Officers’ response times hovered around eight minutes in 2008, he told the council, while times were less than six minutes since the beginning of 2010.

“We have really taken it down quite a bit from two years ago, in terms of response times,” he said.

Santa Barbara Deputy Police Chief Frank Mannix denied Wednesday that response times had been altered because of their priority status. “There is zero effort to manipulate that data to artificially adjust that downward,” he said.

Mannix also confirmed that calls are automatically prioritized by the computer system, and that while dispatchers have the discretion to override the priority of the call, they don’t do that often.

“The reason a dispatcher would downgrade a priority call has nothing to do with response times,” he said. Instead, it’s a judgment call based on the importance of the incident.

A dispatcher could take a call down in priority, but likewise could bump it up in status, Mannix said. “These priorities were put in place well before this current budget year,” he said, adding that they remained largely unchanged from when the department switched companies with its dispatching system in 2008.

“Priorities are a function are of what resources you have available,” he said.

The Santa Barbara Police Department is full-service, meaning “if someone calls 9-1-1 and asks for a police officer, they’re going to get one,” Mannix said, even if it takes a while.

He said many agencies aren’t like that. “They will simply say, ‘I’m sorry, sir, we don’t respond to a traffic accident unless there’s an injury,” he said. “That’s a level of service that many large jurisdictions are forced to provide because they don’t have the resources. However, we currently have the resources to be a full-service department.”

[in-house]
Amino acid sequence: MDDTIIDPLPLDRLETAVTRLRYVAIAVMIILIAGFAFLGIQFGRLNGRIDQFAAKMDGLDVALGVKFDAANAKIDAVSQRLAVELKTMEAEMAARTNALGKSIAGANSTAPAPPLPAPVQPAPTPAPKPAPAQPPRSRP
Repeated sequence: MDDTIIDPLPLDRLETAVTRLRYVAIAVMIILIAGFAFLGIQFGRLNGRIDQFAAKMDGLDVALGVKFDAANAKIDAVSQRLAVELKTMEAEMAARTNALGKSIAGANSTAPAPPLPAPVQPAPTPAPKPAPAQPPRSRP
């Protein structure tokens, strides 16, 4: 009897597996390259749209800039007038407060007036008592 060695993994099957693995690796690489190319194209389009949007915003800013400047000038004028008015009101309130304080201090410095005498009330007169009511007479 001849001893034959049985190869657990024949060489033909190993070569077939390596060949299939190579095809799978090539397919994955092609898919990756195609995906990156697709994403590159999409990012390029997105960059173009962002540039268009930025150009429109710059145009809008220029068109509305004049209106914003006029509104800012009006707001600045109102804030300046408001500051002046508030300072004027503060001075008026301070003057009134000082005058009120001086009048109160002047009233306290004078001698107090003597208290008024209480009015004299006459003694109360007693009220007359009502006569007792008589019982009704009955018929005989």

Hunter said he has no doubts that Sanchez was accurately quoting the response time, as it was formed. “The issue is what is he really quoting? The numbers leave out a lot of serious calls,” he said.

The Fire and Police Commission will meet at 10 a.m. Friday in the Council Chambers for a special presentation from the Police Officers Association. The meeting will be open to the public.

“It doesn’t matter what political perspective you possess, the stuff going on with the police department concerns all groups,” Hunter said. “There’s one thing everybody agrees with: You want to have a strong, proactive public safety department in your city service, and that’s not what you have right now.”

Noozhawk staff writer Lara Cooper can be reached at .(JavaScript must be enabled to view this email address). Noozhawk intern Michael Goldsholl contributed to this report.